Thank goodness the mâche is bolting (above). If it weren't, I would not have space for my latest seed from Grow Journey.
I had forgotten about dill. I need dill (in copious amounts, for this potato-dill salad, which rocks the socks off early summer; and then there is the German potato salad - below, which is dangerously addictive).
So this afternoon the mâche comes out and the dill goes in.
I am keeping one mâche plant in a seed saving experiment. Grow Journey includes an empty seed packet with every Seeds of the Month package for exactly this purpose, with space for notes and plant name.
What will happen to the yanked mâche? Summer rolls for supper, with pickled shiitakes and marinated bamboo shoots. And a shrimp ceviche on the side, with the last of the ramp leaves.
Today I picked the very first of my spinach 'Verdil' leaves (above), planted in early March, thinned in the third week, and now flourishing beside four rows of fava beans. The notes in my Grow Journey member dashboard* said that the leaves of ‘Verdil’ would be more upright than other spinaches', and that seems to be true, which saves them from a lot of soil-splash, and makes cleaning easier.
* (As a member you have access to in-depth information about your seeds, as well as up-to-date and very helpful advice about sustainable gardening practises).
The baby spinach leaves made a beautifully simple side salad to what has become deeply fashionable avocado toast. This was lunch. On top of the avocado are the tiny little garden cress (Lepidium sativum) leaves that I received in January. They are peppery, and delight the forager in me, looking as wild as they often are.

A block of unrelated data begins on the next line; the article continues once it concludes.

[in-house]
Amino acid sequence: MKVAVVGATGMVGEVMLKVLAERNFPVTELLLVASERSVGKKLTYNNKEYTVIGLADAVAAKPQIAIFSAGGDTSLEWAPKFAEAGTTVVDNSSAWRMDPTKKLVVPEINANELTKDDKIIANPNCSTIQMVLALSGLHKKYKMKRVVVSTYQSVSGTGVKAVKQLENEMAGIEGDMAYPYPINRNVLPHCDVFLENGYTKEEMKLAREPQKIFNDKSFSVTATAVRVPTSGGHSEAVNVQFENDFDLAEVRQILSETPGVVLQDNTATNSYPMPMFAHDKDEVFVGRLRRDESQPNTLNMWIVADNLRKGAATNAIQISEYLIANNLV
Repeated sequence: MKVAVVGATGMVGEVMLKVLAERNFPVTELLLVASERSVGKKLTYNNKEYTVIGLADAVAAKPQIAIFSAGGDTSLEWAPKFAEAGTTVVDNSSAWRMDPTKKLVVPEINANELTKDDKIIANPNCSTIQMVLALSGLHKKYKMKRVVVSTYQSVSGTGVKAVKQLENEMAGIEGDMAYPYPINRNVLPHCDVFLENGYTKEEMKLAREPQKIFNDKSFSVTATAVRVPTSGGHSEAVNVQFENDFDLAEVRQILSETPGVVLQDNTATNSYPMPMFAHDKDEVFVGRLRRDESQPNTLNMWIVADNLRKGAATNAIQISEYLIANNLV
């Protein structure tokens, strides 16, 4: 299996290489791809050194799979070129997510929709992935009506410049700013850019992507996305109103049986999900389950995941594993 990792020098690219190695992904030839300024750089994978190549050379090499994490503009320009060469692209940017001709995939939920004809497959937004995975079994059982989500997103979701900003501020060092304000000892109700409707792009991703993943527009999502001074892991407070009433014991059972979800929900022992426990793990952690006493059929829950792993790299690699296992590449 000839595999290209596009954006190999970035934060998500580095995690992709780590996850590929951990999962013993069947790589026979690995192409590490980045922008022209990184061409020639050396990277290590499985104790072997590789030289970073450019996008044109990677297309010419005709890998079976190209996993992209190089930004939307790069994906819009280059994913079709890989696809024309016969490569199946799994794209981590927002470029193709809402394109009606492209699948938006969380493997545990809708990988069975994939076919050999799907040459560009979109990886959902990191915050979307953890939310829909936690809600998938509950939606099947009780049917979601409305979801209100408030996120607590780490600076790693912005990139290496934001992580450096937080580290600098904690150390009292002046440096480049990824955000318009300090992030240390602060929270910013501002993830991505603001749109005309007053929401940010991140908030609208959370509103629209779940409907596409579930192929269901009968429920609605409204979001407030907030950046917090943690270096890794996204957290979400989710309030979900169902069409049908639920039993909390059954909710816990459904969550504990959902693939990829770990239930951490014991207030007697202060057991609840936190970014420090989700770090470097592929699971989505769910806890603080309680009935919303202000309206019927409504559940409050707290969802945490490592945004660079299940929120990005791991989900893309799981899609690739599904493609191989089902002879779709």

Garden cress is also known as pepperweed, and we discover it frequently on spring forage walks, when their tiny white flowers are in bloom on tall, narrow stems. Their easy-identify sprays of seeds in early summer are a surprisingly good wasabi substitute, if you are patient enough to harvest hundreds of them before crushing them with a mortar and pestle.
What’s next? I have a seed tray planted with those surprise black nightshade/garden huckleberry seeds (above), and by the time they are mature enough to be transplanted, I think another cool weather green will be about to bite the dust, to make space for me to plant them out in warmer weather. Also, there is the garlic to harvest, and that will give me two more rows. Exciting.
You can dip your toes into the Seeds of the Month waters by signing up for free 30-day trial (there is a $3.99 shipping fee). There are no gags or gimmicks. Susan and Aaron, the wife-and-husband, duck-owning, organic-gardening, foraging South Carolinian couple who own Grow Journey, practise what they preach. Which is why I am comfortable promoting Grow Journey and not Miracle Gro (yes, they did ask; I think they missed the rant I wrote!).
PS: My dill repertoire is limited to those salads, to gravlax, and to the notorious sat-upon egg tortilla which my friend Mustafa brought along on a picnic many years ago. He put it on a rock beside a stream, covered in a pretty cloth, where I mistook is for a nice cushion and sat on it. It felt warm.
What do you do with dill?